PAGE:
You are assigned the task to produce the architecture of a new application that has the following requirements:
The new application will ingest, every morning at 8am, a CSV file from a specific location, validate the content and transform the content of the source file in an XML file before to push it to another location where it will be archived for future use by another application.
The generated XML file will contain descriptions (in both English and French) identified by codes that are provided in the source CSV file (the source file doesn’t contain descriptions but just codes that are used to identify the corresponding descriptions).
That is all what you have been provided as requirements and your manager comes to see you to ask what other information you need so you can quickly produce the architecture as this is a high priority project.
There are no right or wrong answers, but I invite you to think about some important questions that will help you build your architecture.
Indeed, in addition to understand the functional requirements, you need to focus on the architecture characteristics (non-functional requirements. See my blog) that will drive your architectural decisions.
Some of the characteristics are explicitly mentioned in the requirements and others are implicit or even inexistant. Our job as architect is to try to identify them.
The following are some examples of questions for which you need to have answers to provide your solution.
- Are there other options to pull the data from other than the CSV extract approach? Does this extract file already exist? Can we influence the team (or the company) to consider other options?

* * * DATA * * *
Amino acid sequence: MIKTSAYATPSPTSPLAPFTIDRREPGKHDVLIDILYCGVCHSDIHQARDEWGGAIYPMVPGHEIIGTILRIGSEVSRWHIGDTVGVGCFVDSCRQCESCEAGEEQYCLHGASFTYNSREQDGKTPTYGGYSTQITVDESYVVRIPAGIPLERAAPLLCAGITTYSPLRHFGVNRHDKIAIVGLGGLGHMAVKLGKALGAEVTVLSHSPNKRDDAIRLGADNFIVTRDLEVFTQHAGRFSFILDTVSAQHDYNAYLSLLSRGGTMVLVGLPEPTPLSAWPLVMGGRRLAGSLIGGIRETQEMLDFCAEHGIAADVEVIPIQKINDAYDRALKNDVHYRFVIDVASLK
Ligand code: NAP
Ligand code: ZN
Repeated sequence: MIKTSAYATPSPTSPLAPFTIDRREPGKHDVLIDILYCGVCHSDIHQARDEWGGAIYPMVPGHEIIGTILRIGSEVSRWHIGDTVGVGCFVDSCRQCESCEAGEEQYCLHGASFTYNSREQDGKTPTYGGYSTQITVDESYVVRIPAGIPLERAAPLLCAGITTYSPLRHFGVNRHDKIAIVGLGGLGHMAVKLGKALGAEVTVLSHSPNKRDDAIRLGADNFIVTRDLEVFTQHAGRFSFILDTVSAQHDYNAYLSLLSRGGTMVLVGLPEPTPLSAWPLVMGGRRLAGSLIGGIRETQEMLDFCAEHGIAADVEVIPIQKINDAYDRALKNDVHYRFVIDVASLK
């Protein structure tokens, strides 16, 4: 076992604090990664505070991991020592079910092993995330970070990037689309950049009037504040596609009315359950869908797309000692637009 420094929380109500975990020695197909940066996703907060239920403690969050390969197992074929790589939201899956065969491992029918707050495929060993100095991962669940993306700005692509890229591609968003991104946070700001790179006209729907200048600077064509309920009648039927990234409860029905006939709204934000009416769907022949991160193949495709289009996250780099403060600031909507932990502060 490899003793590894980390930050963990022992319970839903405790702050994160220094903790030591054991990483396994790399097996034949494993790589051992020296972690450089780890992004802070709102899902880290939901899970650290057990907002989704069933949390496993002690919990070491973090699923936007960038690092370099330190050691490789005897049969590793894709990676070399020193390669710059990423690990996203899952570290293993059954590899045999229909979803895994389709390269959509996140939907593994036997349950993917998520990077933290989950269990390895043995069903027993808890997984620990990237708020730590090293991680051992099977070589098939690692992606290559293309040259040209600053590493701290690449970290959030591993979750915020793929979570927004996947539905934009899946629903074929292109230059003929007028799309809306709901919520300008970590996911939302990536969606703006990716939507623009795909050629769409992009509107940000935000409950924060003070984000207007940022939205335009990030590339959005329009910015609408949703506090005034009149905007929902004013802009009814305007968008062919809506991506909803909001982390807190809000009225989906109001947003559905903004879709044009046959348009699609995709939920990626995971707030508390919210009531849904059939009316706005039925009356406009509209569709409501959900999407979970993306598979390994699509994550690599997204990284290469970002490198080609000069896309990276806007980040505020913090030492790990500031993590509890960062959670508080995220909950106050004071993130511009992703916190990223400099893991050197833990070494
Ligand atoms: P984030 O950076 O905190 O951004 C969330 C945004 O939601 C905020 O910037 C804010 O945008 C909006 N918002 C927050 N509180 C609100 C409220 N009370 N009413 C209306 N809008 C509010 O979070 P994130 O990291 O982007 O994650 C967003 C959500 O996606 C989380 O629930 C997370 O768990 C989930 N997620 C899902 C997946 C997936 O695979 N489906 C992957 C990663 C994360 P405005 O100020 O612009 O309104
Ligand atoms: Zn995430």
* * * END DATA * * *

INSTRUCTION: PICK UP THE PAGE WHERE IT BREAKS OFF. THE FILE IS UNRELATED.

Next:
You need to dig deeper to find out if a requirement is a “real” requirement or rather a solution to an underlying problem. For example, in this case it is important to understand if the option to use a CSV extract file is a real constraint imposed by the context (E.g., produced by a legacy application that doesn’t provide other alternatives) or is a solution proposed by the business line as an easy work around to pull the data from the system source.
It is our role to challenge the requirements and propose other alternatives more adapted to pull the data such in this case as using Queues or APIs.
- Another question is related to the security: how sensitive is the data in the file? Where is this file stored? Who can access this file?
Let’s suppose that we are told that the data in the extract is sensitive and should be accessible by a very limited number of employees. This means that it is important to keep the CSV files in a secure location before to be consumed by the location application (E.g. located in a folder in a sftp account instead of a network drive accessible by all).
- The next question is related to the size of the ingested CSV file.
In addition to the average size, the maximum size and the expected increase in the future are crucial information to help you take better decisions such as if all the data can be kept in memory and processed or consider other options such as have parallel applications running in a parallel…etc.
- Is there a need to archive the data in the ingested CSV file?
The answer to this question may have direct implication on the decision to use a DB. Indeed, if the data is just transformed and no data is saved during the transformation and there is no requirement to archive it so why do we need to have a database in the first place? Yes, there may be a need to keep track of some information such as the processing time, name of the CSV files and so on. In this case, this information can be just logged in a simple text file.
- What about the localisation?
From the requirement above, it is clear that the localization is important as you need to add English and French descriptions in the generated files. Next question is where to store the multi-language descriptions? If no DB is required for the other requirements, keep these descriptions in resource bundle files make more sense.